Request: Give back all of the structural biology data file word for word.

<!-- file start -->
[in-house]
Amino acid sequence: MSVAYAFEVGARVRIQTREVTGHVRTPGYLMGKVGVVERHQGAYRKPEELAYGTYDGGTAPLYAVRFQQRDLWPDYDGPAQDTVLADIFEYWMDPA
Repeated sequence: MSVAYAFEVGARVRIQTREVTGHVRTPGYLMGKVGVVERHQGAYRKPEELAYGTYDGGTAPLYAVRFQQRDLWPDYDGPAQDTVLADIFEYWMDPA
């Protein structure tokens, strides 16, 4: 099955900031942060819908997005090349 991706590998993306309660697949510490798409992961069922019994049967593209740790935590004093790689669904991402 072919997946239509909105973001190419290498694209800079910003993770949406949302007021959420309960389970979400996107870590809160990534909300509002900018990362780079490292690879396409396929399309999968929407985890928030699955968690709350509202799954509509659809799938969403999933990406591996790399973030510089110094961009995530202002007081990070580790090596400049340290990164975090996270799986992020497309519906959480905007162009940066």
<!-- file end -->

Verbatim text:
[in-house]
Amino acid sequence: MSVAYAFEVGARVRIQTREVTGHVRTPGYLMGKVGVVERHQGAYRKPEELAYGTYDGGTAPLYAVRFQQRDLWPDYDGPAQDTVLADIFEYWMDPA
Repeated sequence: MSVAYAFEVGARVRIQTREVTGHVRTPGYLMGKVGVVERHQGAYRKPEELAYGTYDGGTAPLYAVRFQQRDLWPDYDGPAQDTVLADIFEYWMDPA
């Protein structure tokens, strides 16, 4: 099955900031942060819908997005090349 991706590998993306309660697949510490798409992961069922019994049967593209740790935590004093790689669904991402 072919997946239509909105973001190419290498694209800079910003993770949406949302007021959420309960389970979400996107870590809160990534909300509002900018990362780079490292690879396409396929399309999968929407985890928030699955968690709350509202799954509509659809799938969403999933990406591996790399973030510089110094961009995530202002007081990070580790090596400049340290990164975090996270799986992020497309519906959480905007162009940066």